She'll get Masha, who, let me remind everyone, she has never ever in her entire life beaten. Yeah yeah yeah, they've never played on clay. But I'll be absolutely Home-Alone-Aftershave-Scene shocked if Sam gets her first title of the year here. And I'm ok with that. Just don't play like an idiot and I'll be happy, Sammo.
Don't you love my high expectations?
(Pics: Getty, Forty Deuce)
News broke today that Dinara was pulling out of RG and taking an indefinite leave from the tour in order to let her back heal properly. Thanks to Christina, here's the full translation:
Dinara Safina: “I don’t know when I’ll come back.”
Former #1 ranked tennis player Dinara Safina spoke to Sport Express about the reasons behind her decision not only to miss Roland Garros, which starts on May 22, but also to take an indefinite break from playing.
“How long will you stay off the tour?”
“I don’t know how long the break will last, because I don’t want to torture myself and my body anymore. At the beginning of the season I didn’t have any pain or any other problems. But, as soon as I started playing regularly, it all came back. It seems like you’re starting to play better, but then the next day it’s impossible to even turn around. It’s tiring in training to hear the same question from your coach every five minutes: ‘How’s your back? Can you do this exercise?’ I feel trapped on court, because I’m afraid to make any sudden movements. I’m tired of fighting. I want to forget this torture soon.”
“So you won’t even be doing light training?”
“No. Right now I can’t do anything related to tennis. When I can bend over and make sudden movements without thinking about pain, that will be the first sign that I can start training.”
“Is there a particular time you’d like to return to the tour?”
“It doesn’t matter to me when it happens—in the summer during the American tournaments, at the end of the season, or even next year. I want to take as much time to recover as I need, so that I don’t have to think about my back until the end of my career.”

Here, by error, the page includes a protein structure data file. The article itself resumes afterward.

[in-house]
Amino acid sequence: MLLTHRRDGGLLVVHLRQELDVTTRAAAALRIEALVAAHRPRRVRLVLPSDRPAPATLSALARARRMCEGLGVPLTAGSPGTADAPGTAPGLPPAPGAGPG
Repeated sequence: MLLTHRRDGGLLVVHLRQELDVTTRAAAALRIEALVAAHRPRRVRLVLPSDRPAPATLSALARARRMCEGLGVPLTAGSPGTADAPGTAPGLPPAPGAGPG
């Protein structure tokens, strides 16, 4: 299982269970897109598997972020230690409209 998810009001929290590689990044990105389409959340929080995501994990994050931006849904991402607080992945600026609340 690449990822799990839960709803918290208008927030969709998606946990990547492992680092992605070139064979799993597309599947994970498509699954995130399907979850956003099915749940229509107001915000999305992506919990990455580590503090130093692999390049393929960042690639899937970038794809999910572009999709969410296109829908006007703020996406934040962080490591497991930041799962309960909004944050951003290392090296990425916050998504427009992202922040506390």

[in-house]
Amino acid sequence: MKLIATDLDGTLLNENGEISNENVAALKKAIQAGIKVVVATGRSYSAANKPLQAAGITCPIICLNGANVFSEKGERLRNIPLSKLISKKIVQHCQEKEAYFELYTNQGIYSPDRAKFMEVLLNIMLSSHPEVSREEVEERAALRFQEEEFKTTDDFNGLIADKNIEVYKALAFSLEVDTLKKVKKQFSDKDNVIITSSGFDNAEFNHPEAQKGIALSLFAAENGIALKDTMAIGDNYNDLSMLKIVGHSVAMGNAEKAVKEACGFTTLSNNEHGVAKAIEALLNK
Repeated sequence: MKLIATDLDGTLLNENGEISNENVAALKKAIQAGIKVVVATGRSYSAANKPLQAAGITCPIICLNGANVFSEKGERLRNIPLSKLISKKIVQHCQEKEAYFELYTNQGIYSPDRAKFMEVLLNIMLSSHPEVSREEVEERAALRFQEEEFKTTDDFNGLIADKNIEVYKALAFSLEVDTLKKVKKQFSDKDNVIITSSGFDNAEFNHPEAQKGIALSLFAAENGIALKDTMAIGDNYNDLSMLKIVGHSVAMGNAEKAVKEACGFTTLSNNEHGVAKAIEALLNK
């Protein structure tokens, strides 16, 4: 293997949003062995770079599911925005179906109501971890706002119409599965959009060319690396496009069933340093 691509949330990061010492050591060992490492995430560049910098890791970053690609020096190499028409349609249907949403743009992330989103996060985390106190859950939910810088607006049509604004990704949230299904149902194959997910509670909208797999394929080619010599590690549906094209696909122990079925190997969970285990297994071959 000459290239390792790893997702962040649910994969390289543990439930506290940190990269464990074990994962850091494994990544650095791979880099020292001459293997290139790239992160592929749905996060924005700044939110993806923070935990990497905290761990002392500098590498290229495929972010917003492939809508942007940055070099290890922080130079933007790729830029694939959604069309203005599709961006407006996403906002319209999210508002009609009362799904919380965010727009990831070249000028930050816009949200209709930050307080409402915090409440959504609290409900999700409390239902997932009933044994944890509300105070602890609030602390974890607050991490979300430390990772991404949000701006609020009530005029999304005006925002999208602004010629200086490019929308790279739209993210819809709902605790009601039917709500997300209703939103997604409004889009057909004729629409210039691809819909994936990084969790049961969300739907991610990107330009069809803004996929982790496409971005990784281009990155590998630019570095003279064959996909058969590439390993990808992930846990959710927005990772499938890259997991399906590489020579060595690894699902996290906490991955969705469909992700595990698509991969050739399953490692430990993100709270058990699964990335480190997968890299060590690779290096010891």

Normally, I'd leave it at that. But people have been hounding me all day for my thoughts on the sitch, so here are my two schillings:
First of all, THANK GOD. It was painfully uncomfortable watching her compete on that back, knowing that it would almost assuredly give out at any moment. Backs don't just heal. You can't just ice them and do some weird voodoo acupuncture mumbo-jumbo and wake up 100%. Unlike limbs, which can be isolated and rested while the rest of the body can continue to work out and get fit, you literally cannot move your body at all without somehow incorporating your back. So this idea of "playing through" a back injury or "letting it heal" while still working out is complete bollocks.
So rest up, do some PT, and get your back to 110%. As anyone who watches Dinara knows, she needs every ounce of strength, coordination, and trust in her body to pull off her game. Anything less and...well...we know what it looks like.
Second, look, let's get real. I understand that Dinara's comments imply that she intends to come back. She might. But she also might not. That's just the reality of a severe back injury, which is what Dinara suffered. We may never see Dinara Safina compete ever again. To the extent that is a reality, I have some additional thoughts.
I get sad when I think about Dinara. And then I get sad that I get sad. Why? Because I realize that all the negative press she's received over the past two years actually had an effect me. All the "Slamless #1", "undeserving #1", and "big match choker" chatter totally crept into my tiny brain, convincing me on some level that Dinara was somehow a disappointment. That she underachieved. That we should look at her and think that something was missing. That she was less than.
But then I pull myself out of that morass of idiocy and realize that Dinara was actually an *overachiever*. No one, not a single person prior to 2008 thought that the chubby, grunting, kid sister of ultra-talented Marat would ever be a threat, let alone an Olympic medalist, multiple Grand Slam finalist, or world #1. No fucking way. Sure, she had fans back then, but really, did you really really think her career would be as successful as it was? If so, I'd like to talk to you about some lottery tickets.
Dinara is a testament to commitment, desire, and work-ethic. She worked SO HARD. All you had to do was watch her practice for 15 minutes and you could see that she worked harder than anyone. She practiced and played with a sense of desperation. She wanted it SO MUCH. Were those things probably what got her into this mess with her back? Probably. But isn't that what happens with everyone? That our strengths are also our weaknesses? Let's not pretend that she's any different.
From the perspective of a tennis fan, I hope her back heals up and she's able to work her way back into relevancy on the tour. But from the perspective of a Dinara fan, I have to be honest. I'm kind of ok with her calling it a day.
(Pic: Forty Deuce)